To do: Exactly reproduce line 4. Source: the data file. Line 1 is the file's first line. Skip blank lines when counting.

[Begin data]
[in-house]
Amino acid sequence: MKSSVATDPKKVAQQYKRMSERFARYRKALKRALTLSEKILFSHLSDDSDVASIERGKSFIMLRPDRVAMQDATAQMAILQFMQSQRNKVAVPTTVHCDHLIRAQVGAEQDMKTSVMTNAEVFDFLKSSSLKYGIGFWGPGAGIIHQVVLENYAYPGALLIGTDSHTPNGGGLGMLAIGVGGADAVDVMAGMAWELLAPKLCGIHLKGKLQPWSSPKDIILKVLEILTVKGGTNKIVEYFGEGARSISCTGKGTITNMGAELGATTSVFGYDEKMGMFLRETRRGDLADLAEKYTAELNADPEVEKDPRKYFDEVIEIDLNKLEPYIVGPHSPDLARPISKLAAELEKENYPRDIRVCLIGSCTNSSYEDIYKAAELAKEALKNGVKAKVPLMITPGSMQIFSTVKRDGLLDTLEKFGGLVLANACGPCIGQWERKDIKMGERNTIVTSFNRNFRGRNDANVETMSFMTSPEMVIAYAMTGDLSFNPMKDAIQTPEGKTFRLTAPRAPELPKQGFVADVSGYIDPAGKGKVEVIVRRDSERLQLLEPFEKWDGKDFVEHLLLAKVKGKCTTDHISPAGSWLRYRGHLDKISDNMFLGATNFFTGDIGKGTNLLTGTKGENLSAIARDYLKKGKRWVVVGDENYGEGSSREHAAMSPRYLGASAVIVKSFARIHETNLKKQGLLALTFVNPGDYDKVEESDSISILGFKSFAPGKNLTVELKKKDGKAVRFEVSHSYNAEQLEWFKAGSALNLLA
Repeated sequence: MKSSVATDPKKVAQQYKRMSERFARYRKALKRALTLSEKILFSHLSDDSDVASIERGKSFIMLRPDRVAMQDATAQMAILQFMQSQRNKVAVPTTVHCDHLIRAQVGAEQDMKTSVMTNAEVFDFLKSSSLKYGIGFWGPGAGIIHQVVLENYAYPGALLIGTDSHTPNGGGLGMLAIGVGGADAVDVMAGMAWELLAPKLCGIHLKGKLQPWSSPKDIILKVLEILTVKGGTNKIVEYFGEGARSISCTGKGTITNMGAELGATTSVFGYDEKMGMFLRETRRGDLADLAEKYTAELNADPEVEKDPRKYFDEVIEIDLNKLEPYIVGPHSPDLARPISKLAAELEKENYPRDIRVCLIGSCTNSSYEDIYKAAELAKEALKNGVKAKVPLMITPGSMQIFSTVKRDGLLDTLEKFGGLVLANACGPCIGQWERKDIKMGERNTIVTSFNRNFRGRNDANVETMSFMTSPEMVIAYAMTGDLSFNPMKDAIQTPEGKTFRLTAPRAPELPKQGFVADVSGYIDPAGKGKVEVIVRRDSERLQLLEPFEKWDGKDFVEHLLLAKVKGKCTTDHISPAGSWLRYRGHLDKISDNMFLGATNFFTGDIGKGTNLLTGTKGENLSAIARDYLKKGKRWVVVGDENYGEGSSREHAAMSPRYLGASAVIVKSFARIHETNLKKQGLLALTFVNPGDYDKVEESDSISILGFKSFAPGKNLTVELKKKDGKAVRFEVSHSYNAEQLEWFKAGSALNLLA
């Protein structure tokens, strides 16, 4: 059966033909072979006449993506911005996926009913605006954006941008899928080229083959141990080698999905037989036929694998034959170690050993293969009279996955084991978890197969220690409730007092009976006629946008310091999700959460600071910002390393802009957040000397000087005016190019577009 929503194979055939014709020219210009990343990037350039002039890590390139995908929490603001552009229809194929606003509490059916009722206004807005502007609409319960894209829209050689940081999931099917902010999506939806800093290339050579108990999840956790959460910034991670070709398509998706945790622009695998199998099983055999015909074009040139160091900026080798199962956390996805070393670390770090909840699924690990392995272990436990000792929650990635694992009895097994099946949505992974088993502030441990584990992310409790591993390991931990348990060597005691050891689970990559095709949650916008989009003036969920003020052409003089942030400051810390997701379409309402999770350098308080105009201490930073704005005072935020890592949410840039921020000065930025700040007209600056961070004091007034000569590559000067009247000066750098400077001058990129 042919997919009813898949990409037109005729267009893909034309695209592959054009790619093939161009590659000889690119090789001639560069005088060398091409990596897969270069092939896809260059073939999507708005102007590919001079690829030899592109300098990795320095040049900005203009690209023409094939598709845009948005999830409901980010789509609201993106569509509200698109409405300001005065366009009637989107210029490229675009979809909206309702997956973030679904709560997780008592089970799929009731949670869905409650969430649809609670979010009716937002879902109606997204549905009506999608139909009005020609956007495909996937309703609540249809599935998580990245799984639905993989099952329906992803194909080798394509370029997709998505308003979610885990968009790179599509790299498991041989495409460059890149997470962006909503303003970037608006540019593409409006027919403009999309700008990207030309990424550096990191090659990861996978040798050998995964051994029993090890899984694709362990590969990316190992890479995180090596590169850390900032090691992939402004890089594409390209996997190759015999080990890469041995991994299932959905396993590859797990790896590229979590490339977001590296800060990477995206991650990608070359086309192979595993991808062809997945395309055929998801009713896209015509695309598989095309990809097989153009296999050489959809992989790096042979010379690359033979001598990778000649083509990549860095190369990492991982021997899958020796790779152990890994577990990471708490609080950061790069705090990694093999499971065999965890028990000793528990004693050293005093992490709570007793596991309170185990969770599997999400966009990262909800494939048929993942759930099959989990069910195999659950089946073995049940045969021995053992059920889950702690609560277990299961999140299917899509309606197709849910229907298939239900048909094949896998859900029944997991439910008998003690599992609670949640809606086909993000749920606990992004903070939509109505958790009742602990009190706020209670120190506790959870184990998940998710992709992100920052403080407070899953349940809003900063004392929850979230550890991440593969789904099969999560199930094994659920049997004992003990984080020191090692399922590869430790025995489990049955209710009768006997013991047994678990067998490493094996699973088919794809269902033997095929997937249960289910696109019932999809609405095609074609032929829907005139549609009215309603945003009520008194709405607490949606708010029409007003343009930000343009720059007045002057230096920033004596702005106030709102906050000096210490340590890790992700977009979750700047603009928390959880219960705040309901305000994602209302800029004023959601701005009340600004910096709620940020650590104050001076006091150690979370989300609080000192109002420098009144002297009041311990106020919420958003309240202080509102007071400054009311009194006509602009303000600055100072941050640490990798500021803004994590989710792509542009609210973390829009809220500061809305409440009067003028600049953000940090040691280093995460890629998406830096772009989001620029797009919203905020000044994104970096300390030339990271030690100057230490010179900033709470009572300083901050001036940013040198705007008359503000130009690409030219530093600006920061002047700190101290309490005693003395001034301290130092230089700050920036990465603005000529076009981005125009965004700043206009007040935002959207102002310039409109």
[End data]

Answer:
């Protein structure tokens, strides 16, 4: 059966033909072979006449993506911005996926009913605006954006941008899928080229083959141990080698999905037989036929694998034959170690050993293969009279996955084991978890197969220690409730007092009976006629946008310091999700959460600071910002390393802009957040000397000087005016190019577009 929503194979055939014709020219210009990343990037350039002039890590390139995908929490603001552009229809194929606003509490059916009722206004807005502007609409319960894209829209050689940081999931099917902010999506939806800093290339050579108990999840956790959460910034991670070709398509998706945790622009695998199998099983055999015909074009040139160091900026080798199962956390996805070393670390770090909840699924690990392995272990436990000792929650990635694992009895097994099946949505992974088993502030441990584990992310409790591993390991931990348990060597005691050891689970990559095709949650916008989009003036969920003020052409003089942030400051810390997701379409309402999770350098308080105009201490930073704005005072935020890592949410840039921020000065930025700040007209600056961070004091007034000569590559000067009247000066750098400077001058990129 042919997919009813898949990409037109005729267009893909034309695209592959054009790619093939161009590659000889690119090789001639560069005088060398091409990596897969270069092939896809260059073939999507708005102007590919001079690829030899592109300098990795320095040049900005203009690209023409094939598709845009948005999830409901980010789509609201993106569509509200698109409405300001005065366009009637989107210029490229675009979809909206309702997956973030679904709560997780008592089970799929009731949670869905409650969430649809609670979010009716937002879902109606997204549905009506999608139909009005020609956007495909996937309703609540249809599935998580990245799984639905993989099952329906992803194909080798394509370029997709998505308003979610885990968009790179599509790299498991041989495409460059890149997470962006909503303003970037608006540019593409409006027919403009999309700008990207030309990424550096990191090659990861996978040798050998995964051994029993090890899984694709362990590969990316190992890479995180090596590169850390900032090691992939402004890089594409390209996997190759015999080990890469041995991994299932959905396993590859797990790896590229979590490339977001590296800060990477995206991650990608070359086309192979595993991808062809997945395309055929998801009713896209015509695309598989095309990809097989153009296999050489959809992989790096042979010379690359033979001598990778000649083509990549860095190369990492991982021997899958020796790779152990890994577990990471708490609080950061790069705090990694093999499971065999965890028990000793528990004693050293005093992490709570007793596991309170185990969770599997999400966009990262909800494939048929993942759930099959989990069910195999659950089946073995049940045969021995053992059920889950702690609560277990299961999140299917899509309606197709849910229907298939239900048909094949896998859900029944997991439910008998003690599992609670949640809606086909993000749920606990992004903070939509109505958790009742602990009190706020209670120190506790959870184990998940998710992709992100920052403080407070899953349940809003900063004392929850979230550890991440593969789904099969999560199930094994659920049997004992003990984080020191090692399922590869430790025995489990049955209710009768006997013991047994678990067998490493094996699973088919794809269902033997095929997937249960289910696109019932999809609405095609074609032929829907005139549609009215309603945003009520008194709405607490949606708010029409007003343009930000343009720059007045002057230096920033004596702005106030709102906050000096210490340590890790992700977009979750700047603009928390959880219960705040309901305000994602209302800029004023959601701005009340600004910096709620940020650590104050001076006091150690979370989300609080000192109002420098009144002297009041311990106020919420958003309240202080509102007071400054009311009194006509602009303000600055100072941050640490990798500021803004994590989710792509542009609210973390829009809220500061809305409440009067003028600049953000940090040691280093995460890629998406830096772009989001620029797009919203905020000044994104970096300390030339990271030690100057230490010179900033709470009572300083901050001036940013040198705007008359503000130009690409030219530093600006920061002047700190101290309490005693003395001034301290130092230089700050920036990465603005000529076009981005125009965004700043206009007040935002959207102002310039409109």